Entire companies have failed because they had “no clue” as Donna puts it. Are educational institutions vulnerable to that as well or are they such an institution that they’ll be around no matter what. A term that has always had mixed emotions with me is “best practices”. Depending upon who is speaking, that can have such a limited scope. (a bizarre comparison but think about it) The connected educator has the ability to peek into classrooms all over the world and read/see first hand what works and what doesn’t. Does that get any credibility or does it have to appear in an official document / manuscript / research report and updated every now and again?
I think most educators are only too happy to support a good cause. Diana Maliszewski, in this post, provides an extremely well written and researched article about the difference between Autism Awareness and Autism Acceptance.
I’m so happy that I have people that I follow, like Diana, that do their research and provide alternative things to consider. The post contains links to articles supporting the argument including a chart following the money. As Diana notes, it’s too bad that the chart doesn’t include a citation for its source.
I’ve got presentations on the mind. The presentations committee for the upcoming BIT Conference has been watching the submissions coming in for the November conference. The variety of topics is amazing. Soon, there will come a time when presentations are accepted for the conference and then the presenters get to work.
In this post, written for the TESL Blog by Gwen Zeldenrust, the focus is on the ESL student and making presentations. I can’t help but think that the “Home Model” described in the post is good advice for everyone who has to plan a presentation.
Sue Bruyns‘ latest blog post is a one liner.
“link go the math newsletter”
So I did because she said to.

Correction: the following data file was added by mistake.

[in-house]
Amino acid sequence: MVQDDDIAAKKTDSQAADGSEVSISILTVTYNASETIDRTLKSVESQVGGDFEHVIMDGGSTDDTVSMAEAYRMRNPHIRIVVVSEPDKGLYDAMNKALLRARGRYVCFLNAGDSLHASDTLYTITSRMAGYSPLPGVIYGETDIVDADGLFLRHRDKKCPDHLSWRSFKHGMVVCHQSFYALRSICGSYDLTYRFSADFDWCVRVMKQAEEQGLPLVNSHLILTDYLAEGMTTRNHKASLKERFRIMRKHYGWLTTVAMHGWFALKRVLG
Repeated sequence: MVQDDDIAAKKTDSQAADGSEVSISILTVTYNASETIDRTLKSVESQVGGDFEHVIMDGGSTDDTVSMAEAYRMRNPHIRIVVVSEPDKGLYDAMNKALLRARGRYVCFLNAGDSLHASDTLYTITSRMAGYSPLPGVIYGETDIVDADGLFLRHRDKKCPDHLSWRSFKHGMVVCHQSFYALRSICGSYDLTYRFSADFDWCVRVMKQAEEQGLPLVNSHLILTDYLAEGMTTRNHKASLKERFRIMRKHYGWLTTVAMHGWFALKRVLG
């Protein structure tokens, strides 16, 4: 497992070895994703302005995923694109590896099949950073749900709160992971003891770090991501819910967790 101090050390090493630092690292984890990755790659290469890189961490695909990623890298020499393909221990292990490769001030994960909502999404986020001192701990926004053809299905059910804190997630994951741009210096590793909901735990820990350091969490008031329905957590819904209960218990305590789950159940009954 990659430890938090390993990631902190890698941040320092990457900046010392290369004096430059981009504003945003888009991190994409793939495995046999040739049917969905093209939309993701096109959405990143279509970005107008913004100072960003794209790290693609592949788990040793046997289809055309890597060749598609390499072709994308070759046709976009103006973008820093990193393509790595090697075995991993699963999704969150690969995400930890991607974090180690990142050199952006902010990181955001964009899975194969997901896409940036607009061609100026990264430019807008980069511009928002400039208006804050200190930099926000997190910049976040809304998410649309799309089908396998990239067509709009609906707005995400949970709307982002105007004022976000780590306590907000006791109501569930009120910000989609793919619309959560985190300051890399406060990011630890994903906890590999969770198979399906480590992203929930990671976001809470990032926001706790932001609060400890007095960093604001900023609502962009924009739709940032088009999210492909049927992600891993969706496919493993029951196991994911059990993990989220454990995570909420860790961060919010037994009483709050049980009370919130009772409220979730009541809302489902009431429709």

I got this blast from the past! I used this activity when introducing spreadsheets to a group of teachers. It’s fun to
- determine the math rule
- create the spreadsheet formula
- create your own function and challenge your neighbour
And the neat thing is that it scales for student age.
Just as I was ready to post this and get away from the computer, I’m tagged in a Twitter message by Colleen Rose. It’s with respect to a month long Twitter Challenge from the Superior-Greenstone District School Board. The Twitter message took me to a message by Stacey Wallwin that includes this image showing the events for the month of April. Give them a read.
Apparently, Colleen thought following this noisy Twitter user is a good idea.
It’s an interesting progression of activities to be done on Twitter from the introductory to something that requires some research and development of skills. Very interesting and a nice model for other boards to follow. Well done. I couldn’t track down a blog post describing what’s happening and what’s next but hopefully, Colleen or Stacey or someone from SGDSB can fill in the details for us.
And it’s another wonderful week of reading. Thanks to the authors for the content and the sharing of resources/thinking. I hope you can click through and enjoy the originals and drop them a comment or a like. Then, check out the big list of Ontario Edubloggers. There’s always great stuff happening there.